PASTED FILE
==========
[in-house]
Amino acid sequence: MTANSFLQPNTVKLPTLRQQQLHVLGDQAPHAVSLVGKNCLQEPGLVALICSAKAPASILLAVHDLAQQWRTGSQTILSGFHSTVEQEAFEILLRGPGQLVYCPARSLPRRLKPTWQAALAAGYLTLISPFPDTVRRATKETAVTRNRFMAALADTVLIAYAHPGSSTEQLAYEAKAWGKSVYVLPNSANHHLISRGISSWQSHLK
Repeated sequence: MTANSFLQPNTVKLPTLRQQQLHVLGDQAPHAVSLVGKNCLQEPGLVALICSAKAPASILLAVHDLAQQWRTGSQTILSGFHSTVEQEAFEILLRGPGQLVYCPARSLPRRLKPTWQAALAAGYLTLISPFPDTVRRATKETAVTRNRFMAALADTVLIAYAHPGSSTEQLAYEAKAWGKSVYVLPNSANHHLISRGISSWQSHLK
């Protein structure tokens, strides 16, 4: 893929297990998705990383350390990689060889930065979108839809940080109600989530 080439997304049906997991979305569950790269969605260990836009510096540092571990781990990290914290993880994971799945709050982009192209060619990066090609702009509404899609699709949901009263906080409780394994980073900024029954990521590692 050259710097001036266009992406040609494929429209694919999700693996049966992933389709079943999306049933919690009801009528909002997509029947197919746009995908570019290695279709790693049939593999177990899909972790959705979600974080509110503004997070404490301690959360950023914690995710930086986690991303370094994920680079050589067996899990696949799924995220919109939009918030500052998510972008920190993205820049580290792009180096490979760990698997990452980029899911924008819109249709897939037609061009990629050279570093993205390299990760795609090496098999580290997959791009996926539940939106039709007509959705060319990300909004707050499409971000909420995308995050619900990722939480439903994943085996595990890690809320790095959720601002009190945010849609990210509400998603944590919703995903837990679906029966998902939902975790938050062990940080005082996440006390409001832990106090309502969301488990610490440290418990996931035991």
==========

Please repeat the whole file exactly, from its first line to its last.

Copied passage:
[in-house]
Amino acid sequence: MTANSFLQPNTVKLPTLRQQQLHVLGDQAPHAVSLVGKNCLQEPGLVALICSAKAPASILLAVHDLAQQWRTGSQTILSGFHSTVEQEAFEILLRGPGQLVYCPARSLPRRLKPTWQAALAAGYLTLISPFPDTVRRATKETAVTRNRFMAALADTVLIAYAHPGSSTEQLAYEAKAWGKSVYVLPNSANHHLISRGISSWQSHLK
Repeated sequence: MTANSFLQPNTVKLPTLRQQQLHVLGDQAPHAVSLVGKNCLQEPGLVALICSAKAPASILLAVHDLAQQWRTGSQTILSGFHSTVEQEAFEILLRGPGQLVYCPARSLPRRLKPTWQAALAAGYLTLISPFPDTVRRATKETAVTRNRFMAALADTVLIAYAHPGSSTEQLAYEAKAWGKSVYVLPNSANHHLISRGISSWQSHLK
């Protein structure tokens, strides 16, 4: 893929297990998705990383350390990689060889930065979108839809940080109600989530 080439997304049906997991979305569950790269969605260990836009510096540092571990781990990290914290993880994971799945709050982009192209060619990066090609702009509404899609699709949901009263906080409780394994980073900024029954990521590692 050259710097001036266009992406040609494929429209694919999700693996049966992933389709079943999306049933919690009801009528909002997509029947197919746009995908570019290695279709790693049939593999177990899909972790959705979600974080509110503004997070404490301690959360950023914690995710930086986690991303370094994920680079050589067996899990696949799924995220919109939009918030500052998510972008920190993205820049580290792009180096490979760990698997990452980029899911924008819109249709897939037609061009990629050279570093993205390299990760795609090496098999580290997959791009996926539940939106039709007509959705060319990300909004707050499409971000909420995308995050619900990722939480439903994943085996595990890690809320790095959720601002009190945010849609990210509400998603944590919703995903837990679906029966998902939902975790938050062990940080005082996440006390409001832990106090309502969301488990610490440290418990996931035991």